The transducers 12 and 13 project the sound waves upwardly and receive all echo signals in return. The received echo signals of transducers 12 and of 13 are, respectively, passed by tuned amplifiers 16 and 17. The pass band of the amplifiers 16 and 17 correspond to the frequency ranges of the oscillators 10 and 11. The output signals of amplifier 16 and 17 are, respectively, amplified in power amplifiers 18 and 19 and applied to the range units 24 and 25 and, in the specific example shown, to the deflection coils 20 and 21 of the tracing styli 22 and 23.
In operation, a substantially higher frequency signal of transducer 13 is returned from the water-ice interface. There will be a relatively strong echo with a minimum of penetration although there will be some scattering of the signal because of surface irregularities of the ice. On the other hand, the lower frequency signal penetrates the ice and returns a relatively strong echo signal from the ice-air interface accompanied by a volume scattering effect. By separately treating the two signals the pen recorder will trace a continuous plot of both top and bottom profiles of the ice cover. As the ice becomes thicker there is more chance for loss of signals from the upper surface of the ice but in this case the accuracy of thickness measurement becomes Vless important. It is assumed that in the case of the ice-water interface the boundary is less obvious to the sound waves. The difference in density between the ice and the water on the other hand is slight, and requires the higher frequency to produce a useable echo. Practically any frequency of sonar signal will adequately detect the air-water interface.
Many indicating and/or recording devices may be employed. In FIG. 1, for example, range units 24 and 25 are connected, respectively, to the high frequency and the low frequency channels of the ice profiling system. Conveniently, the range units may each comprise an integrator which will start integrating the signal at the instant of the trigger pulse from source 14. The amplitude of the voltage at the output of the range unit may then b'e made proportional to the range or time delay introduced by the sound waves at the transducers. This amplitued may operate against a bias spring on the styli arms for tracing the top and bottom of surfaces of the ice layer. Since we are interested only in ice thickness, the position on the recording tape is of relatively little importance. Fortunately, ice thickness is a function only of difference in transit time of the two acoustic waves to the underside and to the topside of the ice layer that the absolute depth of the submarine below sea level is canceled out and becomes unimportant.
Where ice thickness information only is desired, as part of a surfacing maneuver, it is possible to combine additively the outputs of the range units 24 and 25 so as to produce in a conventional indicating instrument, a needle deflection proportional to the difference between the two ranges Iand to calibrate the meter in terms of inches and feet of ice thickness.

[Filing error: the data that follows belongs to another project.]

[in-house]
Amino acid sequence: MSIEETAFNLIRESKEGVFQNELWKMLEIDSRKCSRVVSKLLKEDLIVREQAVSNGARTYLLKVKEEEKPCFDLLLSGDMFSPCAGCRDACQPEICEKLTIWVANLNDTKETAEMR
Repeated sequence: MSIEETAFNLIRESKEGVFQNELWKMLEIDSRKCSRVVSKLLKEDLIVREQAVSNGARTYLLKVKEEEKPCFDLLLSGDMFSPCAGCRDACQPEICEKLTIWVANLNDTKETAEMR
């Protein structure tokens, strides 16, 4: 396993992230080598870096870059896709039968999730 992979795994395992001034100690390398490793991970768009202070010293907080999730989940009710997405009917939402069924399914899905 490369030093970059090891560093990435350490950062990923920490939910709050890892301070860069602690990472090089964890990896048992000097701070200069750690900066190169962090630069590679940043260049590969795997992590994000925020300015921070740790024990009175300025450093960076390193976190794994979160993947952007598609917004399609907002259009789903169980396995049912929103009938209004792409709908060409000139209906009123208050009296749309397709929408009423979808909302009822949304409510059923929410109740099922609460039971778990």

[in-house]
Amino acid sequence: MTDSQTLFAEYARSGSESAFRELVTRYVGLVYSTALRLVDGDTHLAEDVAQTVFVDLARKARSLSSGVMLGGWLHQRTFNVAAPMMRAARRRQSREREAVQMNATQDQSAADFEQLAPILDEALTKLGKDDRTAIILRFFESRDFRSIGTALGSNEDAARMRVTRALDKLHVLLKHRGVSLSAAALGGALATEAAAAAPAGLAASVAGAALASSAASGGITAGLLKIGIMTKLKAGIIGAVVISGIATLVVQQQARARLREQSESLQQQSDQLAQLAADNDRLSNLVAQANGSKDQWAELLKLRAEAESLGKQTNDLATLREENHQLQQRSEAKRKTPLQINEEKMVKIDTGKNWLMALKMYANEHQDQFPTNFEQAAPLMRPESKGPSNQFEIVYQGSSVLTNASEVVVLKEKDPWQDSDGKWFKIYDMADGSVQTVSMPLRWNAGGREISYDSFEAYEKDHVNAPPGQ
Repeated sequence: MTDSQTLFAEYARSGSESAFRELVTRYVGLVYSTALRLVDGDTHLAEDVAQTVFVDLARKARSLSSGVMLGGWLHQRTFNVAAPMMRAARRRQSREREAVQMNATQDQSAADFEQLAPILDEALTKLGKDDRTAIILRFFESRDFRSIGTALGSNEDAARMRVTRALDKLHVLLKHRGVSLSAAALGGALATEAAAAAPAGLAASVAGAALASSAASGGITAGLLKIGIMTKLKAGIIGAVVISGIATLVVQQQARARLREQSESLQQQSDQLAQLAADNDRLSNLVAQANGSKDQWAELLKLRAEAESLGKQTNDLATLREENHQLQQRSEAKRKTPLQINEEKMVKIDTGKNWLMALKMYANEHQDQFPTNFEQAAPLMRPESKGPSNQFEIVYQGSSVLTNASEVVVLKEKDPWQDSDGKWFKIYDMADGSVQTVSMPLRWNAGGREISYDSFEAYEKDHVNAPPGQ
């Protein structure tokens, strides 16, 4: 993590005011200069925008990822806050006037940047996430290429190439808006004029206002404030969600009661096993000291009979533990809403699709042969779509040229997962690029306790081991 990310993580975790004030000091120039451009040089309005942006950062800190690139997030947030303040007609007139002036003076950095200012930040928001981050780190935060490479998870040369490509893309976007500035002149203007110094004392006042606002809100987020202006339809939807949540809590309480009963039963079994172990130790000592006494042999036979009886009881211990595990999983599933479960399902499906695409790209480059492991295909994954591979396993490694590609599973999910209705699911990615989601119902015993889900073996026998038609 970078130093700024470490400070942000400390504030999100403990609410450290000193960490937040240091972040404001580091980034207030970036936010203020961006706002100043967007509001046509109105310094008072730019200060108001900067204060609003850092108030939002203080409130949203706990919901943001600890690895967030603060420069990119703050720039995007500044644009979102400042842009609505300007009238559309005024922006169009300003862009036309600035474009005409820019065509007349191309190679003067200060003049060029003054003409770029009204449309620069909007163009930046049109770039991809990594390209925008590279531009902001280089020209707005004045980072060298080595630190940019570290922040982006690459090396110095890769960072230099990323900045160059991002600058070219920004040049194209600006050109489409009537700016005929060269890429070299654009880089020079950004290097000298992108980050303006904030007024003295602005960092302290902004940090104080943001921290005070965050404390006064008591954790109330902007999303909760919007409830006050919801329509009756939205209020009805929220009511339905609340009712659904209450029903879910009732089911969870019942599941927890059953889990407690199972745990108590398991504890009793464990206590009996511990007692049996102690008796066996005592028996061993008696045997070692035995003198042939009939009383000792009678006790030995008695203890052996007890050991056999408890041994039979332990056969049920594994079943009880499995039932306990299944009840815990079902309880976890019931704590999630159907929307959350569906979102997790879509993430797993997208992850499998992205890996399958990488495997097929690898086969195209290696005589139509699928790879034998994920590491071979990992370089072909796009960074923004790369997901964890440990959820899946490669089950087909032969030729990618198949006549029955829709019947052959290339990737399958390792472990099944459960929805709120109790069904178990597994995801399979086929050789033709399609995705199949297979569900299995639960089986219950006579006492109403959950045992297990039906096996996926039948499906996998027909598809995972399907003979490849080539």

An alternative system embodying the principles of FIG. 1 is shown in FIG. 2. Here the transducers 12 and 13 are pulsed simultaneously but at a rate dependent on the depth of the submarine. This allows maximum sampling rate fora given depth and provides a very high sampling rate as the range becomes short, as desired.
In FIG. 2, the high frequency signal is returned from the water-ice interface and the low frequency signal returned from the air-ice interface. The frequency-selected signals are fed into the range units 24 and 25, `respectively. In the preferred embodiment, the range units each comprise a bistable fiip-op in which the initial pulse of generator 14 sets the dip-flop and turns on a current and the echo resets the flip-flop and turns off the same current. These output current pulses from each flip-flop range unit are fed into separate inputs of a dual channel recorder of long time constant so that the current pulses may be integrated and produce a certain pen displacement. Now, an open water situation would mean simply equal path lengths for each signal and therefore both recorder traces would be superimposed. With ice cover present the low frequency signal path would be longer and likewise the current pulse from the range unit would be longer producing pen deflection and therefore tracing the upper surface of the ice. At the same time the high frequency signal path would produce shorter current pulses out of the range unit with lresulting less pen amplitude and tracing profile of the underside of the ice.
If the input to the flip-flop 24 via lines 14a is as shown at 24a in FIG. 3, the flip-flop will turn on or set, as shown at 24b. Then, the first pulses received from the transducer will turn off or reset the flip-flop as shown at 24C. The output of the flip-flop will be a rect-angular wave with the length of the wave being a direct function of the range of the transducer to the reiiecting interfaces.